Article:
by Laura Clawson
A Tennessee woman is the latest example of how, as long as states are allowed to ban abortion, we have to expect horror stories about the results of those bans. Her state’s ban forced Mayron Hollis into carrying a dangerous pregnancy until it turned into such an immediate threat to her health that doctors performed a simultaneous cesarean delivery and emergency hysterectomy. While Hollis’ story is an extreme, it’s revealing about how bans like Tennessee’s affect the delivery of health care and outcomes for everyone in need of abortion care.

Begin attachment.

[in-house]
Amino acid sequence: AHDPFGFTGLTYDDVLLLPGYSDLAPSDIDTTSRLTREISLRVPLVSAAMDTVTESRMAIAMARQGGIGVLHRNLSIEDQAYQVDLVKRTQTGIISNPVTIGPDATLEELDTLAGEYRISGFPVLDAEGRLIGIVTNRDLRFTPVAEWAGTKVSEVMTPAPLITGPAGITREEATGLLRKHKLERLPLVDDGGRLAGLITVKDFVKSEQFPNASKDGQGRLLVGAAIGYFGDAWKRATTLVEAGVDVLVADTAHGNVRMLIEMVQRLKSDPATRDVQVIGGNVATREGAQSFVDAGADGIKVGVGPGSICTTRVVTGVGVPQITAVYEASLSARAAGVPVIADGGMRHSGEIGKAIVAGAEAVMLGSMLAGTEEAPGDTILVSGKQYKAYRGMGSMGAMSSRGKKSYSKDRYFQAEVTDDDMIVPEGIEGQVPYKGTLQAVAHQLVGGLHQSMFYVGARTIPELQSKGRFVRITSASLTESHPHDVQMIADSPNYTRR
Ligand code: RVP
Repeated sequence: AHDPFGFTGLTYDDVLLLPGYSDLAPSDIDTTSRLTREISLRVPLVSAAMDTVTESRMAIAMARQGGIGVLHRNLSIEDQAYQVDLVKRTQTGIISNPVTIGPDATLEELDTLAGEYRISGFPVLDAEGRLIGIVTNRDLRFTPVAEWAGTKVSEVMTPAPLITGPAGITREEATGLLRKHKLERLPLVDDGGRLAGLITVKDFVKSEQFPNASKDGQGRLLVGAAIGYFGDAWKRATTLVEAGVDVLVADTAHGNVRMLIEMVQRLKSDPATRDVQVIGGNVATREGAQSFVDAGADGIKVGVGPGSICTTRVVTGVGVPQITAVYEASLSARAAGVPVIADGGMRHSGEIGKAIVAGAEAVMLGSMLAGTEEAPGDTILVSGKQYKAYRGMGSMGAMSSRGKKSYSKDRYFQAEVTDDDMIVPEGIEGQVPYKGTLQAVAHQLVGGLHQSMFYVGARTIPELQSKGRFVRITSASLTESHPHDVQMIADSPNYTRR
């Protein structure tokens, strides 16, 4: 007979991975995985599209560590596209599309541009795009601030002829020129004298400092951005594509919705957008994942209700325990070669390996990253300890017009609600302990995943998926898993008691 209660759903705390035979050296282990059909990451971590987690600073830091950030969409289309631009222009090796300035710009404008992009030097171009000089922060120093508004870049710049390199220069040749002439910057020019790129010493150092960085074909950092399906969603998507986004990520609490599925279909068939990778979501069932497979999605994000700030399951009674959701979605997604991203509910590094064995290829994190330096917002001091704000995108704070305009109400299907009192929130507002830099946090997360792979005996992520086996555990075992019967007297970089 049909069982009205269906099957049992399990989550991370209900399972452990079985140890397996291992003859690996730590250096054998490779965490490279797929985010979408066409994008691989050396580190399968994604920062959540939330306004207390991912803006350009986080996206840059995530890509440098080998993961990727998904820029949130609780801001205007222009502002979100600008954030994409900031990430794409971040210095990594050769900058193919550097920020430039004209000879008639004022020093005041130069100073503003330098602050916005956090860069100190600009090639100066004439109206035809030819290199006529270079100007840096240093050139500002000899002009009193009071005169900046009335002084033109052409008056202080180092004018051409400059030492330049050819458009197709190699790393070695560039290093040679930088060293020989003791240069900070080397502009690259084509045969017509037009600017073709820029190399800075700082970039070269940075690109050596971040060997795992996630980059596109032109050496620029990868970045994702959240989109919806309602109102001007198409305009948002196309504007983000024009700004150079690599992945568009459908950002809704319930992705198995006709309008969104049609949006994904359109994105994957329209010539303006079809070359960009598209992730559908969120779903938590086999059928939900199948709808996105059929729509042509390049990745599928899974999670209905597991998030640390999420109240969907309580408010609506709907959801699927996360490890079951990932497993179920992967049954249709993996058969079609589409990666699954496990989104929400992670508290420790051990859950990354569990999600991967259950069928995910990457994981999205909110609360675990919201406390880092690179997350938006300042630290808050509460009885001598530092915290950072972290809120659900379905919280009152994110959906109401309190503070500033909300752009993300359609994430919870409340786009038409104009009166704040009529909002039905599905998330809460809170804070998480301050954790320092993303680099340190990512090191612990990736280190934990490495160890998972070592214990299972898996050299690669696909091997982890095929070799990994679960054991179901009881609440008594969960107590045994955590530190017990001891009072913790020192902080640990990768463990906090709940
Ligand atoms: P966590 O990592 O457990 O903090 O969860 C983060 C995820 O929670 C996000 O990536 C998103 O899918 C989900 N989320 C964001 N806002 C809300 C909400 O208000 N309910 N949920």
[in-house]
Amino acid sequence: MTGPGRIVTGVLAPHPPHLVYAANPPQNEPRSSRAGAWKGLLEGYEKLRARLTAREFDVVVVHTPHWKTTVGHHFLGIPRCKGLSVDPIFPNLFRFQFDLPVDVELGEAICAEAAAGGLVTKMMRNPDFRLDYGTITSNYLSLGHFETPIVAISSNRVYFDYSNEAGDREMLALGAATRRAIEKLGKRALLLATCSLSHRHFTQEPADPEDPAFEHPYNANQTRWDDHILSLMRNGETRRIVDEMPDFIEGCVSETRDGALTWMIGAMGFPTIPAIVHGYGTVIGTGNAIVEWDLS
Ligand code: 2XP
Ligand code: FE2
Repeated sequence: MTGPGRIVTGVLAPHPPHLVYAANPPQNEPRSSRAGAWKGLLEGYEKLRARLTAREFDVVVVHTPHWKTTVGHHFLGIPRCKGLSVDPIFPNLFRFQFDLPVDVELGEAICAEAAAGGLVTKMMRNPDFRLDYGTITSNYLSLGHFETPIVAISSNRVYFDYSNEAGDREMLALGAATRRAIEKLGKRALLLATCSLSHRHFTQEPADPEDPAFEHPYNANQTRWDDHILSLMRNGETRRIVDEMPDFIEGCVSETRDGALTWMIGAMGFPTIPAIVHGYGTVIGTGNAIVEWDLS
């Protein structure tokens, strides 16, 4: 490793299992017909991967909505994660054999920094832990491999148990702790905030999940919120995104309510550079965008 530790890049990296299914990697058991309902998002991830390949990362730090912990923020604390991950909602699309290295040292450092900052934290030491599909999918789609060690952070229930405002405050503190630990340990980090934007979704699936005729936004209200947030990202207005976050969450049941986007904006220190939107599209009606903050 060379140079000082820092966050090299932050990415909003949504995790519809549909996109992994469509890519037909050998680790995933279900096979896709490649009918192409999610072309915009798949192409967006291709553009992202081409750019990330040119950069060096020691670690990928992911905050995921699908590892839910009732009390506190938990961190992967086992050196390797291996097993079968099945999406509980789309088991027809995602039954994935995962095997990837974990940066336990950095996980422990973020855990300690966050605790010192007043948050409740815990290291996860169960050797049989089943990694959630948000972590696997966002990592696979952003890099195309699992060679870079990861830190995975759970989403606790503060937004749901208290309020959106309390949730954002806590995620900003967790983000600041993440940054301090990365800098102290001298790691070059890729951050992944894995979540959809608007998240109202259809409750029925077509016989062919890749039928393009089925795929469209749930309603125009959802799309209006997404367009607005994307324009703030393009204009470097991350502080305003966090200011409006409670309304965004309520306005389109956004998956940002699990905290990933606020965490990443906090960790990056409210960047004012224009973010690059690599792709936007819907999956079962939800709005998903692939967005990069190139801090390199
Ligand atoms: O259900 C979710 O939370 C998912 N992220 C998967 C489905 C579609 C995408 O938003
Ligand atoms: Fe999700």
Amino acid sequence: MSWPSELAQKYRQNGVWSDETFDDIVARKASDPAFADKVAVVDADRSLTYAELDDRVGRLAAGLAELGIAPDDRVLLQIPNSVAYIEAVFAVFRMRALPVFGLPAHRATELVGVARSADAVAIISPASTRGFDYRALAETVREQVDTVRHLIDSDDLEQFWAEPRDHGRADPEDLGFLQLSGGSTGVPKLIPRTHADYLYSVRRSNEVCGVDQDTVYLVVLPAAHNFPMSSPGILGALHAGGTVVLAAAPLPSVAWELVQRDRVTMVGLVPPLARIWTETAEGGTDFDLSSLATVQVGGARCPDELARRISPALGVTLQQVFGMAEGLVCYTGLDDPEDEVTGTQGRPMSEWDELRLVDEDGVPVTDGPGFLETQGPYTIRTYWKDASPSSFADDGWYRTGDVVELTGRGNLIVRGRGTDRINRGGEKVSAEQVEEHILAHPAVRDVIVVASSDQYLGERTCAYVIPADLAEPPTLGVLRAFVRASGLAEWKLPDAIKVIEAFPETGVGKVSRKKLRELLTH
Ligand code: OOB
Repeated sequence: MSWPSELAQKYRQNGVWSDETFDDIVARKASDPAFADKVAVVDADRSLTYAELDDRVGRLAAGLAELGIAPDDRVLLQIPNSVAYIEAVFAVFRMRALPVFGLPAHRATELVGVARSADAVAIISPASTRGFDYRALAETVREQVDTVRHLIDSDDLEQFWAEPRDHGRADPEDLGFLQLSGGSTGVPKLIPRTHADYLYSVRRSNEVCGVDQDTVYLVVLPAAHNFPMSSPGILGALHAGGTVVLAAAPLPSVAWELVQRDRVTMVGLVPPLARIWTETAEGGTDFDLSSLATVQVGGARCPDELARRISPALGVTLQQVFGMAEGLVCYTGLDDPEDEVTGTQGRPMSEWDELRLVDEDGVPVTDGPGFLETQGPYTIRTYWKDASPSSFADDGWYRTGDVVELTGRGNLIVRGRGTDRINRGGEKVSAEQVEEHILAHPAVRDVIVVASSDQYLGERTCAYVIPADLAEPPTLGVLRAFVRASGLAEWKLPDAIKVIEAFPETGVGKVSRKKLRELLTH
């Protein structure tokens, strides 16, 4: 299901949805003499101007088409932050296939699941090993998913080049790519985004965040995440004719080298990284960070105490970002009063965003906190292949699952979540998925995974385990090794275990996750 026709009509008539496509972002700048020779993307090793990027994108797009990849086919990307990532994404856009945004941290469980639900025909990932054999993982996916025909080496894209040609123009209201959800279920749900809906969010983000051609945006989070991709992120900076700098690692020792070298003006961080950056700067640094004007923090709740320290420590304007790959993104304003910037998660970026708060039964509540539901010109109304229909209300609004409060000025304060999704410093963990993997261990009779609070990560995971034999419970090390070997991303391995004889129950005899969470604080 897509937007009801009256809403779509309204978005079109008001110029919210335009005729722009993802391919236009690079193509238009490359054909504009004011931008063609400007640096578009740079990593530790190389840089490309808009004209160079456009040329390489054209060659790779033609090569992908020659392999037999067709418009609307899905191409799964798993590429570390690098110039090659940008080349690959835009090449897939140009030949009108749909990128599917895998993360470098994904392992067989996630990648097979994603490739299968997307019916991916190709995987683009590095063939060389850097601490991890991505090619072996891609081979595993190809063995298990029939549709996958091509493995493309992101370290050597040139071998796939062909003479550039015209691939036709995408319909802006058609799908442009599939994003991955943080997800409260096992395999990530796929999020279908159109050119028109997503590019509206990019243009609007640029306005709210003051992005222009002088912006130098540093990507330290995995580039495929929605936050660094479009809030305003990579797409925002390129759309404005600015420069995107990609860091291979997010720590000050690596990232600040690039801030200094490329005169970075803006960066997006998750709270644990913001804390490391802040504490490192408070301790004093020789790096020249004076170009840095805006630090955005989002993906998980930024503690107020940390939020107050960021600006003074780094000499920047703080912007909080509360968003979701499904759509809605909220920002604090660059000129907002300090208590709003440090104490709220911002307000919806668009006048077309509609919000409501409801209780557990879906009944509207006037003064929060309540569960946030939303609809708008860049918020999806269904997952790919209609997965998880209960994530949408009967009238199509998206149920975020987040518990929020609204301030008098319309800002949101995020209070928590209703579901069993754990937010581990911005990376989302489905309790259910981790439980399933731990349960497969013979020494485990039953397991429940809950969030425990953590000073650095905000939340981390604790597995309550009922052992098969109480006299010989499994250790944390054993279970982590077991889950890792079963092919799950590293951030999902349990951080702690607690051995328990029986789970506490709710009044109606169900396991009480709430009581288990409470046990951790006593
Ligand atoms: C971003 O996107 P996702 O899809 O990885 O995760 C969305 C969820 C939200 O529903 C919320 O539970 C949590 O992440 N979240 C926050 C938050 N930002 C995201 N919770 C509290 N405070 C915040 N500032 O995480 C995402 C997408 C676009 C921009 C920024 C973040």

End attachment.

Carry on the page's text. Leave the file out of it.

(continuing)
At the time of Hollis’ pregnancy, Tennessee’s abortion ban had a theoretical exemption for the life of the mother—but doctors could only invoke it as a defense to being charged with a felony for providing an abortion to begin with. Needless to say, few doctors were willing to run that risk. In April, Gov. Bill Lee signed a law slightly expanding the medical exemptions, but that’s not going to be enough. Other states already have life or health of the mother exemptions and it’s still common for doctors (and, even more so, hospital lawyers) to demand that pregnant people face imminent death before getting care. Stories like Hollis’ can still happen in Tennessee, even under the tweaked version of the law.